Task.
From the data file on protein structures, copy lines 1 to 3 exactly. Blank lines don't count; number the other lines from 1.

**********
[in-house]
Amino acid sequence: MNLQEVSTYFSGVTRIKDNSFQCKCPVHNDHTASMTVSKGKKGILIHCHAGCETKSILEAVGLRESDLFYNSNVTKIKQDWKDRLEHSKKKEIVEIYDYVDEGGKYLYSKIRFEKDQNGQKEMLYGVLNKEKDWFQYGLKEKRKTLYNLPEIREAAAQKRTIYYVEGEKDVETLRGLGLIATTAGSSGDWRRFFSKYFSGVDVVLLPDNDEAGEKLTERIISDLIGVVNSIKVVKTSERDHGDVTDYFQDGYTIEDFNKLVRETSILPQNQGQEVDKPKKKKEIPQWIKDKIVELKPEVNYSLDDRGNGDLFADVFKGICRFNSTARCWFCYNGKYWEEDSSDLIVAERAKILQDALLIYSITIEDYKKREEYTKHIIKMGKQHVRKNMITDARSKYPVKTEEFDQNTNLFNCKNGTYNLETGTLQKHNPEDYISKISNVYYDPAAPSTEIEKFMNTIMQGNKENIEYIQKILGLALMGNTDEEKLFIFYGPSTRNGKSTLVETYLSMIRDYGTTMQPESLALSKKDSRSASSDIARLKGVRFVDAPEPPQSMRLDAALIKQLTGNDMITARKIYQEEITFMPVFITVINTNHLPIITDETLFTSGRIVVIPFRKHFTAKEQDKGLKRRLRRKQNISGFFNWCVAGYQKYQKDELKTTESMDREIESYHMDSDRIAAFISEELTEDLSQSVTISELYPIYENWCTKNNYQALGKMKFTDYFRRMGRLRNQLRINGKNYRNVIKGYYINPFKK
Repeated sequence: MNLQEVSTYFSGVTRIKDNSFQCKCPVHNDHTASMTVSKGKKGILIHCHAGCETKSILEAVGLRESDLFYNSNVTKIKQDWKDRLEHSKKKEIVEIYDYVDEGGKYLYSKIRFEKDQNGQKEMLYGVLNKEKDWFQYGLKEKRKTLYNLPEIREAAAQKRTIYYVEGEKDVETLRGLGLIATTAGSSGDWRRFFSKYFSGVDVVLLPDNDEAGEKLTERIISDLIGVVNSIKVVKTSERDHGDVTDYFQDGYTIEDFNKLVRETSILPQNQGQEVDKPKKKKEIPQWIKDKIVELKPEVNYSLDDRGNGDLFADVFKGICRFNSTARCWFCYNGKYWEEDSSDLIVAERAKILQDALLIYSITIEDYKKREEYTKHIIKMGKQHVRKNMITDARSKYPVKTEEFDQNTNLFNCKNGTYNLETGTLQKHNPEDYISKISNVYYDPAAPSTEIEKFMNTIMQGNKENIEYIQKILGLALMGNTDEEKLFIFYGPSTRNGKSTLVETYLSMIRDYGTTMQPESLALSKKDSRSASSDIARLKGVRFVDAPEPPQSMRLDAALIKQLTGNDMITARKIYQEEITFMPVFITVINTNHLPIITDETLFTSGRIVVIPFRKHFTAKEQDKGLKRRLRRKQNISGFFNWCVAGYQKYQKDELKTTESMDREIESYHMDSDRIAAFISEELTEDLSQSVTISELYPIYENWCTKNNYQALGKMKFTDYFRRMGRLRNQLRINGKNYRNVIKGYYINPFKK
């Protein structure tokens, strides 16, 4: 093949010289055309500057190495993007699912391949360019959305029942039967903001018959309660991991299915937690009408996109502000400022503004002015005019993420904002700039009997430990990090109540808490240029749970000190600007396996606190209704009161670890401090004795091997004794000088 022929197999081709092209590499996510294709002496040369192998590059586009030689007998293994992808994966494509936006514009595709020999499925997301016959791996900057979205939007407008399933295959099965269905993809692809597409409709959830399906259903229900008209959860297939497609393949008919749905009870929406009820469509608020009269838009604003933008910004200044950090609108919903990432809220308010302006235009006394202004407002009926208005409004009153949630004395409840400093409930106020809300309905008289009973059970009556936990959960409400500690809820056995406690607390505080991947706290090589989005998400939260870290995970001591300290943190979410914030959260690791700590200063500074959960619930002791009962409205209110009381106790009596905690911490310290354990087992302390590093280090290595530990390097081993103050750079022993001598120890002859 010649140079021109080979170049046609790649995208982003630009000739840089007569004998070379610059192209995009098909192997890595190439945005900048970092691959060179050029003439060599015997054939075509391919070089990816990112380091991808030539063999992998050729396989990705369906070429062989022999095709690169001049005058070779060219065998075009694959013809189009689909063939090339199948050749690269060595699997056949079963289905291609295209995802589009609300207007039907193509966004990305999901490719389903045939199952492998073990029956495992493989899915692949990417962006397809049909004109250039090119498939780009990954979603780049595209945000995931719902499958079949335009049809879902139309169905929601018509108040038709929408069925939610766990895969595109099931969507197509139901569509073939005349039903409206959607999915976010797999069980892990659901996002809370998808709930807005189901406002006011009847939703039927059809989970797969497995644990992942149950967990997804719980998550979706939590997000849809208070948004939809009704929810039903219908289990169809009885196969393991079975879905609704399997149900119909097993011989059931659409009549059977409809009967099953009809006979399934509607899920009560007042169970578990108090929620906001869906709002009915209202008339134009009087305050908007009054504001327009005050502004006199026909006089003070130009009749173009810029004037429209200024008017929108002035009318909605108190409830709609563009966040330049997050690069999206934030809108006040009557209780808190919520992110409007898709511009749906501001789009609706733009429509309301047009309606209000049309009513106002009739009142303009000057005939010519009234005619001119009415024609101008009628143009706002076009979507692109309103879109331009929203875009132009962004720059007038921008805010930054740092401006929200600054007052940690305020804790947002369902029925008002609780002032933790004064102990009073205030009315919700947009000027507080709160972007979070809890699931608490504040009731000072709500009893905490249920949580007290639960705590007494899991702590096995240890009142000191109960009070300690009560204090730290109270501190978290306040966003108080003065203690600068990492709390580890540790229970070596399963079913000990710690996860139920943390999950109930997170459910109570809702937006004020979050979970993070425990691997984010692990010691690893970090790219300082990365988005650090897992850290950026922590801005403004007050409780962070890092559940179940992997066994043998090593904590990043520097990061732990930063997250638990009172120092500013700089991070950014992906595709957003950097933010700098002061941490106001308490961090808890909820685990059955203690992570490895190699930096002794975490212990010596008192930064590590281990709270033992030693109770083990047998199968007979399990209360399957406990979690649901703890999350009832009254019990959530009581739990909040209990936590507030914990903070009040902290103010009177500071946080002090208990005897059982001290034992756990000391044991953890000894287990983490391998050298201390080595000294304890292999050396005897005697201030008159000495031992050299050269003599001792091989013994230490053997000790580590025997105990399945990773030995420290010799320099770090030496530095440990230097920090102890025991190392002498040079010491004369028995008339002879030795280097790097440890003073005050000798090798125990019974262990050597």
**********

[in-house]
Amino acid sequence: MNLQEVSTYFSGVTRIKDNSFQCKCPVHNDHTASMTVSKGKKGILIHCHAGCETKSILEAVGLRESDLFYNSNVTKIKQDWKDRLEHSKKKEIVEIYDYVDEGGKYLYSKIRFEKDQNGQKEMLYGVLNKEKDWFQYGLKEKRKTLYNLPEIREAAAQKRTIYYVEGEKDVETLRGLGLIATTAGSSGDWRRFFSKYFSGVDVVLLPDNDEAGEKLTERIISDLIGVVNSIKVVKTSERDHGDVTDYFQDGYTIEDFNKLVRETSILPQNQGQEVDKPKKKKEIPQWIKDKIVELKPEVNYSLDDRGNGDLFADVFKGICRFNSTARCWFCYNGKYWEEDSSDLIVAERAKILQDALLIYSITIEDYKKREEYTKHIIKMGKQHVRKNMITDARSKYPVKTEEFDQNTNLFNCKNGTYNLETGTLQKHNPEDYISKISNVYYDPAAPSTEIEKFMNTIMQGNKENIEYIQKILGLALMGNTDEEKLFIFYGPSTRNGKSTLVETYLSMIRDYGTTMQPESLALSKKDSRSASSDIARLKGVRFVDAPEPPQSMRLDAALIKQLTGNDMITARKIYQEEITFMPVFITVINTNHLPIITDETLFTSGRIVVIPFRKHFTAKEQDKGLKRRLRRKQNISGFFNWCVAGYQKYQKDELKTTESMDREIESYHMDSDRIAAFISEELTEDLSQSVTISELYPIYENWCTKNNYQALGKMKFTDYFRRMGRLRNQLRINGKNYRNVIKGYYINPFKK
Repeated sequence: MNLQEVSTYFSGVTRIKDNSFQCKCPVHNDHTASMTVSKGKKGILIHCHAGCETKSILEAVGLRESDLFYNSNVTKIKQDWKDRLEHSKKKEIVEIYDYVDEGGKYLYSKIRFEKDQNGQKEMLYGVLNKEKDWFQYGLKEKRKTLYNLPEIREAAAQKRTIYYVEGEKDVETLRGLGLIATTAGSSGDWRRFFSKYFSGVDVVLLPDNDEAGEKLTERIISDLIGVVNSIKVVKTSERDHGDVTDYFQDGYTIEDFNKLVRETSILPQNQGQEVDKPKKKKEIPQWIKDKIVELKPEVNYSLDDRGNGDLFADVFKGICRFNSTARCWFCYNGKYWEEDSSDLIVAERAKILQDALLIYSITIEDYKKREEYTKHIIKMGKQHVRKNMITDARSKYPVKTEEFDQNTNLFNCKNGTYNLETGTLQKHNPEDYISKISNVYYDPAAPSTEIEKFMNTIMQGNKENIEYIQKILGLALMGNTDEEKLFIFYGPSTRNGKSTLVETYLSMIRDYGTTMQPESLALSKKDSRSASSDIARLKGVRFVDAPEPPQSMRLDAALIKQLTGNDMITARKIYQEEITFMPVFITVINTNHLPIITDETLFTSGRIVVIPFRKHFTAKEQDKGLKRRLRRKQNISGFFNWCVAGYQKYQKDELKTTESMDREIESYHMDSDRIAAFISEELTEDLSQSVTISELYPIYENWCTKNNYQALGKMKFTDYFRRMGRLRNQLRINGKNYRNVIKGYYINPFKK